It’s the golden rule of crowded escalators: Stand on one side, walk on the other. But passengers taking the escalator in one of London’s busiest tube stations were recently confronted with a weird rule: Everyone must stand. Officials claim it will make stations run more efficiently. But how?
The head-smacking logic was explained in detail by The Guardian this weekend. I’ll admit, it still doesn’t totally make sense to me, but there’s the rationale.
Transport for London is seeing record-high numbers of passengers, which leads to some stations (namely the older, more antiquated ones) becoming overwhelmed with bodies during rush hour. Escalators naturally create bottlenecks when all those people are squeezed into narrower paths, so you’d think that it would improve congestion for the faster-moving people to go ahead and slip past the slower-moving people.
But no no no! It actually all comes down to two factors: How many stairs passengers need to climb (or descend), and how many passengers end up attempting it. If too many people try to walk up long escalators, it ends up making congestion worse. Take London’s Holborn station and its 23m escalator:
A 2002 study of escalator capacity on the Underground found that on machines such as those at Holborn, with a vertical height of 24 metres, only 40% would even contemplate it. By encouraging their preference, TfL effectively halves the capacity of the escalator in question, and creates significantly more crowding below, slowing everyone down. When you allow for the typical demands for a halo of personal space that persist in even the most disinhibited of commuters — a phenomenon described by crowd control guru Dr John J Fruin as “the human ellipse”, which means that they are largely unwilling to stand with someone directly adjacent to them or on the first step in front or behind — the theoretical capacity of the escalator halves again. Surely it was worth trying to haul back a bit of that wasted space.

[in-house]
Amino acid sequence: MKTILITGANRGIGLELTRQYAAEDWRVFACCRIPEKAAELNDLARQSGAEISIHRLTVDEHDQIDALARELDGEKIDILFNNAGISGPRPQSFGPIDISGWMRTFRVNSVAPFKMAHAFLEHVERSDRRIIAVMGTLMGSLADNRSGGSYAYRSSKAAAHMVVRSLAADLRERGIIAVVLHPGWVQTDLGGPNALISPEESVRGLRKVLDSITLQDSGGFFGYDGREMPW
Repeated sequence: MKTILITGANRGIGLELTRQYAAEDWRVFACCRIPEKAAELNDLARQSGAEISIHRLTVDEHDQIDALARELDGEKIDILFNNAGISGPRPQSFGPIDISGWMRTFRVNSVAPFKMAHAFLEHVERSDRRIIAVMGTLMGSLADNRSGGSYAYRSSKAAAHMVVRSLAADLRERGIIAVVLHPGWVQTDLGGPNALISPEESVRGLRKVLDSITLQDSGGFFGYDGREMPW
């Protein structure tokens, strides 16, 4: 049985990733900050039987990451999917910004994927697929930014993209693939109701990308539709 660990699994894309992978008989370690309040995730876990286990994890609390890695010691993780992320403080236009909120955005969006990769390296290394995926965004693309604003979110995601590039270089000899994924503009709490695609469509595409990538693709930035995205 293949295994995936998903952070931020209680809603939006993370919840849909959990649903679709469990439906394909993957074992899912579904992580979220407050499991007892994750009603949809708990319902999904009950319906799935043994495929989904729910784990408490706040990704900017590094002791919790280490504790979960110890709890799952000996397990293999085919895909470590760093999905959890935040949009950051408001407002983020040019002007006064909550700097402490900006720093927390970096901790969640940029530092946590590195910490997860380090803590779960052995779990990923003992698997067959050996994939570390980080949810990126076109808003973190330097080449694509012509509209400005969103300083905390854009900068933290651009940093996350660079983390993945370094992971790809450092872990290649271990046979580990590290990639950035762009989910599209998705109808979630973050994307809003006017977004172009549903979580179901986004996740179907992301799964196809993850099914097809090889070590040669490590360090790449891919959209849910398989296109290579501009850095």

Additional data modelling proved correct: If everyone is moving the same speed (walking to the escalator, then not walking on the escalator), 31 more people would be able to get onto the escalator each minute.
Convinced? Even if it might work, theoretically, the real challenge is getting frantic passengers to agree with you. Japan has instituted a similar policy called “Don’t Walk, Stand Where You Like”. The London experiment was, in fact, inspired by Hong Kong, where the message to passengers was that standing was best for safety reasons. The system claimed to see a decrease in accidents (apparently a bunch of people get seriously hurt every year by other fast-moving people in train stations?). But what kind of message would work in London? TfL still isn’t sure.
During a three-week trial, London had station workers shouting out at Holborn passengers to stand, but they have bigger plans if the experiment will become permanent:
The handrail and tread of the escalator will be a different colour, and firmly planted pairs of feet will decorate the left of the steps. In lieu of actual people, a hologram customer service operative will remind people to stand on both sides.
Although I might buy the safety argument, I don’t think this would ever ever ever ever happen in some other countries. It seriously sounds crazy to have someone standing there to “make” people stand, hologram or human. I mean, THEY CAN’T STOP YOU FROM WALKING, right?